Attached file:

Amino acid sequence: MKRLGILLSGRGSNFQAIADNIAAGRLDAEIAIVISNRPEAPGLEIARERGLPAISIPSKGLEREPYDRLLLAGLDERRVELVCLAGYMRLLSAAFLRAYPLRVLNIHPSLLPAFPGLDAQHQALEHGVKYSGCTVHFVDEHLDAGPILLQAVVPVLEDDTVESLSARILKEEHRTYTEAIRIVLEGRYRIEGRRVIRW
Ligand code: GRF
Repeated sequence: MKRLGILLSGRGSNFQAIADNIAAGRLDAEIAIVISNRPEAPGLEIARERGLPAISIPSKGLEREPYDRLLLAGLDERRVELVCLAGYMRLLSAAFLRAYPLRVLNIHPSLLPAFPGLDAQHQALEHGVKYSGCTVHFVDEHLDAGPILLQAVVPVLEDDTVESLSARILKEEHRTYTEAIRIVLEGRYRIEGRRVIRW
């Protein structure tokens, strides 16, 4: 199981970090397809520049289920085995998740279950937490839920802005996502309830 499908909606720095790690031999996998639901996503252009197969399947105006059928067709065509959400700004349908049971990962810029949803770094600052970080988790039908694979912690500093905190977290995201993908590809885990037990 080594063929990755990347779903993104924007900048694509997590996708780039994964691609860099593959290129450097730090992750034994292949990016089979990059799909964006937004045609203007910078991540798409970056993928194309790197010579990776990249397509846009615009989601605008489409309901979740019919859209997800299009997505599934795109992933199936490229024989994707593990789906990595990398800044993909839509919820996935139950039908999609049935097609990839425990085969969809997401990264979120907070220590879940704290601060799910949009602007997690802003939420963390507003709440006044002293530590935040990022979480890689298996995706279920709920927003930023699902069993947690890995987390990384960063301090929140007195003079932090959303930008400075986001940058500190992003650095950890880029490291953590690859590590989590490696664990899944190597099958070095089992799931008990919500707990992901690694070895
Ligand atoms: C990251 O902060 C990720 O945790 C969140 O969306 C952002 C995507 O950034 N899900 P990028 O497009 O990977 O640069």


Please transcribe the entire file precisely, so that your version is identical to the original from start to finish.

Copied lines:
Amino acid sequence: MKRLGILLSGRGSNFQAIADNIAAGRLDAEIAIVISNRPEAPGLEIARERGLPAISIPSKGLEREPYDRLLLAGLDERRVELVCLAGYMRLLSAAFLRAYPLRVLNIHPSLLPAFPGLDAQHQALEHGVKYSGCTVHFVDEHLDAGPILLQAVVPVLEDDTVESLSARILKEEHRTYTEAIRIVLEGRYRIEGRRVIRW
Ligand code: GRF
Repeated sequence: MKRLGILLSGRGSNFQAIADNIAAGRLDAEIAIVISNRPEAPGLEIARERGLPAISIPSKGLEREPYDRLLLAGLDERRVELVCLAGYMRLLSAAFLRAYPLRVLNIHPSLLPAFPGLDAQHQALEHGVKYSGCTVHFVDEHLDAGPILLQAVVPVLEDDTVESLSARILKEEHRTYTEAIRIVLEGRYRIEGRRVIRW
């Protein structure tokens, strides 16, 4: 199981970090397809520049289920085995998740279950937490839920802005996502309830 499908909606720095790690031999996998639901996503252009197969399947105006059928067709065509959400700004349908049971990962810029949803770094600052970080988790039908694979912690500093905190977290995201993908590809885990037990 080594063929990755990347779903993104924007900048694509997590996708780039994964691609860099593959290129450097730090992750034994292949990016089979990059799909964006937004045609203007910078991540798409970056993928194309790197010579990776990249397509846009615009989601605008489409309901979740019919859209997800299009997505599934795109992933199936490229024989994707593990789906990595990398800044993909839509919820996935139950039908999609049935097609990839425990085969969809997401990264979120907070220590879940704290601060799910949009602007997690802003939420963390507003709440006044002293530590935040990022979480890689298996995706279920709920927003930023699902069993947690890995987390990384960063301090929140007195003079932090959303930008400075986001940058500190992003650095950890880029490291953590690859590590989590490696664990899944190597099958070095089992799931008990919500707990992901690694070895
Ligand atoms: C990251 O902060 C990720 O945790 C969140 O969306 C952002 C995507 O950034 N899900 P990028 O497009 O990977 O640069």